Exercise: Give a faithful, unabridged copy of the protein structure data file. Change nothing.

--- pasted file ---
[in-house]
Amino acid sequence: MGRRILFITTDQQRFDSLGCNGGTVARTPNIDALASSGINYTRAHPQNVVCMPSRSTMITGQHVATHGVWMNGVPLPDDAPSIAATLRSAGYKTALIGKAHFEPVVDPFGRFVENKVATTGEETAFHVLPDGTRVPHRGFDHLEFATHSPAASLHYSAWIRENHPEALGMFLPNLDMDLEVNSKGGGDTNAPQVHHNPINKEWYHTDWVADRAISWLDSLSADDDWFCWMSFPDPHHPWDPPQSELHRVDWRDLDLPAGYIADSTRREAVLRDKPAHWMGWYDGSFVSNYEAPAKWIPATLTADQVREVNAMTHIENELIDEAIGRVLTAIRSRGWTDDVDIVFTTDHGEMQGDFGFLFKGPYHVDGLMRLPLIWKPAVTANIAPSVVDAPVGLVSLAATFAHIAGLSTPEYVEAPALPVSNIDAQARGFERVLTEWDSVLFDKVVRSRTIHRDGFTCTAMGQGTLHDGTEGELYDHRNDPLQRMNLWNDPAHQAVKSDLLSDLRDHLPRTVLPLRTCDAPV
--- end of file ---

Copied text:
[in-house]
Amino acid sequence: MGRRILFITTDQQRFDSLGCNGGTVARTPNIDALASSGINYTRAHPQNVVCMPSRSTMITGQHVATHGVWMNGVPLPDDAPSIAATLRSAGYKTALIGKAHFEPVVDPFGRFVENKVATTGEETAFHVLPDGTRVPHRGFDHLEFATHSPAASLHYSAWIRENHPEALGMFLPNLDMDLEVNSKGGGDTNAPQVHHNPINKEWYHTDWVADRAISWLDSLSADDDWFCWMSFPDPHHPWDPPQSELHRVDWRDLDLPAGYIADSTRREAVLRDKPAHWMGWYDGSFVSNYEAPAKWIPATLTADQVREVNAMTHIENELIDEAIGRVLTAIRSRGWTDDVDIVFTTDHGEMQGDFGFLFKGPYHVDGLMRLPLIWKPAVTANIAPSVVDAPVGLVSLAATFAHIAGLSTPEYVEAPALPVSNIDAQARGFERVLTEWDSVLFDKVVRSRTIHRDGFTCTAMGQGTLHDGTEGELYDHRNDPLQRMNLWNDPAHQAVKSDLLSDLRDHLPRTVLPLRTCDAPV